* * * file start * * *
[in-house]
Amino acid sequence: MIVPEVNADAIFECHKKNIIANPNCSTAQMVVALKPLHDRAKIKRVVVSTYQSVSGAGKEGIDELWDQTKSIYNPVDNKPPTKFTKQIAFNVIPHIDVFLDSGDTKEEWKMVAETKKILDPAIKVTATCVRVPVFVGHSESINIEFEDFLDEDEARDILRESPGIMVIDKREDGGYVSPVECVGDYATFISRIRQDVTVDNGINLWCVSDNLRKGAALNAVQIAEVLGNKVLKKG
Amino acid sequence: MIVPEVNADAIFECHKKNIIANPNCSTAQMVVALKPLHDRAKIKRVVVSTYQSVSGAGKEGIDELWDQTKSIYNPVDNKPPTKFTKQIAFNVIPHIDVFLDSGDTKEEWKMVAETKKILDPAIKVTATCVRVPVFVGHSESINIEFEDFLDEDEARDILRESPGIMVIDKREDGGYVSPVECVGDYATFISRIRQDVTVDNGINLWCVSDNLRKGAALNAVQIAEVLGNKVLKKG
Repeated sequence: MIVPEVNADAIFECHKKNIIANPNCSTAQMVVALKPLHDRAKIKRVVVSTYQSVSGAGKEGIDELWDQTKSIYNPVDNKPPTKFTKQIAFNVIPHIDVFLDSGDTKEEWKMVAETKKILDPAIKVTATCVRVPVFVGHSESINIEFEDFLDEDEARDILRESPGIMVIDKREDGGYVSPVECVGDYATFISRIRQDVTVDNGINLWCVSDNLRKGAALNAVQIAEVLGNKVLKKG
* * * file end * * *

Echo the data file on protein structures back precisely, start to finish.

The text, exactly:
[in-house]
Amino acid sequence: MIVPEVNADAIFECHKKNIIANPNCSTAQMVVALKPLHDRAKIKRVVVSTYQSVSGAGKEGIDELWDQTKSIYNPVDNKPPTKFTKQIAFNVIPHIDVFLDSGDTKEEWKMVAETKKILDPAIKVTATCVRVPVFVGHSESINIEFEDFLDEDEARDILRESPGIMVIDKREDGGYVSPVECVGDYATFISRIRQDVTVDNGINLWCVSDNLRKGAALNAVQIAEVLGNKVLKKG
Amino acid sequence: MIVPEVNADAIFECHKKNIIANPNCSTAQMVVALKPLHDRAKIKRVVVSTYQSVSGAGKEGIDELWDQTKSIYNPVDNKPPTKFTKQIAFNVIPHIDVFLDSGDTKEEWKMVAETKKILDPAIKVTATCVRVPVFVGHSESINIEFEDFLDEDEARDILRESPGIMVIDKREDGGYVSPVECVGDYATFISRIRQDVTVDNGINLWCVSDNLRKGAALNAVQIAEVLGNKVLKKG
Repeated sequence: MIVPEVNADAIFECHKKNIIANPNCSTAQMVVALKPLHDRAKIKRVVVSTYQSVSGAGKEGIDELWDQTKSIYNPVDNKPPTKFTKQIAFNVIPHIDVFLDSGDTKEEWKMVAETKKILDPAIKVTATCVRVPVFVGHSESINIEFEDFLDEDEARDILRESPGIMVIDKREDGGYVSPVECVGDYATFISRIRQDVTVDNGINLWCVSDNLRKGAALNAVQIAEVLGNKVLKKG